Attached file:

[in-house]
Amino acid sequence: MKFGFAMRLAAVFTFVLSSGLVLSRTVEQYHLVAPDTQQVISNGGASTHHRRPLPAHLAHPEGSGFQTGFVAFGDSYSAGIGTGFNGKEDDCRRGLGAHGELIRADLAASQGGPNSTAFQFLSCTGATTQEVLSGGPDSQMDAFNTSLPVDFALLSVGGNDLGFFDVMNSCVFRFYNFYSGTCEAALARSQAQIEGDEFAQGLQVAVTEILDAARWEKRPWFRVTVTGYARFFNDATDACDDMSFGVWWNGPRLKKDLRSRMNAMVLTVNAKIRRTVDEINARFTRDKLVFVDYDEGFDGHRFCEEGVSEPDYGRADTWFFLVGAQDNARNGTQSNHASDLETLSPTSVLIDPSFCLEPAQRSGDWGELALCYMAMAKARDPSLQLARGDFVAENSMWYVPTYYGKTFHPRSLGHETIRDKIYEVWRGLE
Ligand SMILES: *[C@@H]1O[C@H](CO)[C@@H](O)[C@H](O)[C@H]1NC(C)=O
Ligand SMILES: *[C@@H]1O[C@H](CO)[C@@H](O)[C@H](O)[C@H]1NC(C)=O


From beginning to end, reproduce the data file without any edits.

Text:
[in-house]
Amino acid sequence: MKFGFAMRLAAVFTFVLSSGLVLSRTVEQYHLVAPDTQQVISNGGASTHHRRPLPAHLAHPEGSGFQTGFVAFGDSYSAGIGTGFNGKEDDCRRGLGAHGELIRADLAASQGGPNSTAFQFLSCTGATTQEVLSGGPDSQMDAFNTSLPVDFALLSVGGNDLGFFDVMNSCVFRFYNFYSGTCEAALARSQAQIEGDEFAQGLQVAVTEILDAARWEKRPWFRVTVTGYARFFNDATDACDDMSFGVWWNGPRLKKDLRSRMNAMVLTVNAKIRRTVDEINARFTRDKLVFVDYDEGFDGHRFCEEGVSEPDYGRADTWFFLVGAQDNARNGTQSNHASDLETLSPTSVLIDPSFCLEPAQRSGDWGELALCYMAMAKARDPSLQLARGDFVAENSMWYVPTYYGKTFHPRSLGHETIRDKIYEVWRGLE
Ligand SMILES: *[C@@H]1O[C@H](CO)[C@@H](O)[C@H](O)[C@H]1NC(C)=O
Ligand SMILES: *[C@@H]1O[C@H](CO)[C@@H](O)[C@H](O)[C@H]1NC(C)=O